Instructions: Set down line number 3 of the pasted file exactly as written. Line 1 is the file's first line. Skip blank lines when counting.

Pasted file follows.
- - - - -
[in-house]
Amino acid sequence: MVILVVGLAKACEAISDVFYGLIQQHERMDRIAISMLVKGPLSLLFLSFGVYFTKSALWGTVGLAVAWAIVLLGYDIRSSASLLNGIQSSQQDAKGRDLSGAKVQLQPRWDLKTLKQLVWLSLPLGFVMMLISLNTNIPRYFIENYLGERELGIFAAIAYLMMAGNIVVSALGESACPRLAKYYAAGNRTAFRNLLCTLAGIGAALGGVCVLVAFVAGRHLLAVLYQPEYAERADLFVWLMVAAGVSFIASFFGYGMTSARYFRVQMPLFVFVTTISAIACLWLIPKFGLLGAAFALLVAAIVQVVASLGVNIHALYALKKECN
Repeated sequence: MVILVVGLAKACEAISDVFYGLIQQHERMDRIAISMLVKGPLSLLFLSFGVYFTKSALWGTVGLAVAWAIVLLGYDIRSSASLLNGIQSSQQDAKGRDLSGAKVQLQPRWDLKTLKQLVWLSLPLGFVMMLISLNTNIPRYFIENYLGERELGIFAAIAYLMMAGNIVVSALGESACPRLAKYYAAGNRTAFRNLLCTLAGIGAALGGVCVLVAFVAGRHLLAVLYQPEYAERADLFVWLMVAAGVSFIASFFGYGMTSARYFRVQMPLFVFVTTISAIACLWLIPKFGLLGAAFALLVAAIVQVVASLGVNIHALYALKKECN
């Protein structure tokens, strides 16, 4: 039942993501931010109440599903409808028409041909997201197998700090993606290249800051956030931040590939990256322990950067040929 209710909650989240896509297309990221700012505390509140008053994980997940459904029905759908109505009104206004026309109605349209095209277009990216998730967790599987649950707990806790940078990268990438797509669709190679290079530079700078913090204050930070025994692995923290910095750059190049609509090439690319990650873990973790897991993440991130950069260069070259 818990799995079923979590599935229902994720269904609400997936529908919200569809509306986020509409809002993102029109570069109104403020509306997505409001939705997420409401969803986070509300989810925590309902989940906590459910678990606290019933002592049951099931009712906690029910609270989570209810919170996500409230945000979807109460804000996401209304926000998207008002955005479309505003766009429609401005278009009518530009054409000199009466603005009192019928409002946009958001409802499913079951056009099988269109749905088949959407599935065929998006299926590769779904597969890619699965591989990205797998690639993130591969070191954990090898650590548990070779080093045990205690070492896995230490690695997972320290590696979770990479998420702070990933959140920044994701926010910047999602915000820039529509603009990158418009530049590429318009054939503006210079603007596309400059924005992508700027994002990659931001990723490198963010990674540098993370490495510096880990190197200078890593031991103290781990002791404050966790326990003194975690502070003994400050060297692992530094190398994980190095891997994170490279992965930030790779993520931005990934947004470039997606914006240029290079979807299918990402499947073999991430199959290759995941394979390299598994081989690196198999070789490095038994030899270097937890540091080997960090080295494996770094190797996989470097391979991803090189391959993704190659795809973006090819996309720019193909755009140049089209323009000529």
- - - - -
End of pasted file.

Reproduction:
Repeated sequence: MVILVVGLAKACEAISDVFYGLIQQHERMDRIAISMLVKGPLSLLFLSFGVYFTKSALWGTVGLAVAWAIVLLGYDIRSSASLLNGIQSSQQDAKGRDLSGAKVQLQPRWDLKTLKQLVWLSLPLGFVMMLISLNTNIPRYFIENYLGERELGIFAAIAYLMMAGNIVVSALGESACPRLAKYYAAGNRTAFRNLLCTLAGIGAALGGVCVLVAFVAGRHLLAVLYQPEYAERADLFVWLMVAAGVSFIASFFGYGMTSARYFRVQMPLFVFVTTISAIACLWLIPKFGLLGAAFALLVAAIVQVVASLGVNIHALYALKKECN